With the increasing popularity of e-Books and e-Readers, the landscape of publishing is evolving rapidly. For me, personally, e-Readers will never be able to replace the unique relationship a reader has with a real book – the touch, smell, weight and individual design. There’s something to relish about cracking the spine of a new book (or in my case, avoiding it for as long as possible). Each coffee stain and dog-eared page tells a story of the reader’s experience during their read, a reminder of where the book has travelled with them.
Publishers are now being pushed towards creating innovative book designs that become desirable objects in themselves. In Julian Barnes acceptance speech, at the Man Booker Prize in 2011 for his book “A Sense of an Ending”, he personally praised and thanked the book’s designer Suzanne Dean. “Those of you who’ve seen my book – whatever you may think of its contents – will probably agree that it is a beautiful object. And if the physical book, as we’ve come to call it, is to resist the challenge of the e-book, it has to look like something worth buying and worth keeping.”
I have been known to go into a book shop, looking for a particular book, and then go home empty handed because I’m not so keen on the cover – only pure desperation will provoke me to buy a book with, dare I say it, a cover based on a film or TV adaptation. Such is the importance of a publisher revamping their design every so often in order to appeal to new target audiences.
Whilst the actual experience of reading is a incredibly intimate and individual, a book cover can share something of this moment with those around you. I can’t help but try and take sneaky peaks at those around on me on the tube to see what they are reading – there’s always a less than insignificant feeling of smugness when it’s something I’ve read. I know where they’ve been escaping to within those pages. It can also act as barometer for what’s popular at that moment, a couple of years ago it was near impossible to step on to any form of public transport and avoid the flash of orange and white from the incredibly iconic design of “One Day” by David Nicholls. But then, given that (rather depressingly) Fifty Shades was the most downloaded book from Amazon in 2012, I suppose the majority of those reading e-Books would rather not let everyone else know what they’re reading.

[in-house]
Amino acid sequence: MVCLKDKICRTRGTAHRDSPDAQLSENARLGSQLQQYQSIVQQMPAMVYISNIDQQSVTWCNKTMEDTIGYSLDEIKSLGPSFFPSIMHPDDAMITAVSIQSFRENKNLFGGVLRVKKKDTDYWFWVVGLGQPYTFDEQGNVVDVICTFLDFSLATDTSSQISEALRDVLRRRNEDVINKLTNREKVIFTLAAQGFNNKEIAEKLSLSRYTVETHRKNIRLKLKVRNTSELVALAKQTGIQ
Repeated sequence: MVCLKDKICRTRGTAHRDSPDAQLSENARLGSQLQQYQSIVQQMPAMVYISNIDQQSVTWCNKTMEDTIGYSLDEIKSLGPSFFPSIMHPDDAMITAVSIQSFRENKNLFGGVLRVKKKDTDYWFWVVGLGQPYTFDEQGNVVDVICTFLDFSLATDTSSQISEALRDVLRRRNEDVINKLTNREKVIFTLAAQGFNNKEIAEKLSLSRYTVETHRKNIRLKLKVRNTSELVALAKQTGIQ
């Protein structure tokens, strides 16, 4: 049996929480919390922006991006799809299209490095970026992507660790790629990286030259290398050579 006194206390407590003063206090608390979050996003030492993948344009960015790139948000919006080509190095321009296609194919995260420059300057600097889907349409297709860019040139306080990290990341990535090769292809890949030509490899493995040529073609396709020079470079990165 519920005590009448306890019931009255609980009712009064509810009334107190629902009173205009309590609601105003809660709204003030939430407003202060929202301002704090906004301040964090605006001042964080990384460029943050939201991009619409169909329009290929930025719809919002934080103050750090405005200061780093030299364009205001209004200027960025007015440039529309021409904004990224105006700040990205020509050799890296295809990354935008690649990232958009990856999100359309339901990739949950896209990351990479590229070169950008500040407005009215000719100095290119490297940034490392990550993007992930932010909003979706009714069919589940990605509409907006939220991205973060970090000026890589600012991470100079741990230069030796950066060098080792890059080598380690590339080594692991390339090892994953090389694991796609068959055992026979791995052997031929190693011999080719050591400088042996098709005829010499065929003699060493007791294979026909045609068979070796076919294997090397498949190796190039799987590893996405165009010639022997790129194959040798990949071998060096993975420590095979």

When a book cover design is truly successful it forms a fundamental part of the reader experience, so intrinsically linked as to the content of the book as to become inseparable in the reader’s mind. Below are some examples of some books which I believe I have achieved this hard task.
To see more, check out our Pinterest board full of brilliant book covers here
I can’t pick a favourite from this collection of beautiful Art Deco inspired book covers by Coralie Bickford-Smith. Celebrating the joy of pattern with decadent gold leaf. www.cb-smith.com
I love the simplicity and the “I wish I’d thought of that” factor of this inspired cover by David Pearson for Penguin. www.typeasimage.com
This is one of those books, where I couldn’t stop admiring the cover whilst I was reading it. I also have to admit, I bought it solely based on the fact that I liked how it looked. Fortunately, I wasn’t let down, it is a beautiful and haunting read. I would highly recommend it!
With this beautiful book design, one has the feeling of carrying around the stolen artwork featured within the pages of the novel, giving the reader a physical relationship to the story.
An incredibly refreshing and humorous take on the classics by Pulp! The Classics.
I love this beautifully designed interpretation and physical manifestation of the horror of burning books in Fahrenheit 451 by the incredibly talented Elizabeth Perez.
Whilst I love the book cover of Erin Morgenstern’s book “The Night Circus” it’s the look and feel of the inner pages that really brings the story to life. Morgenstern is both Artist and writer, and this book was born out of both passions.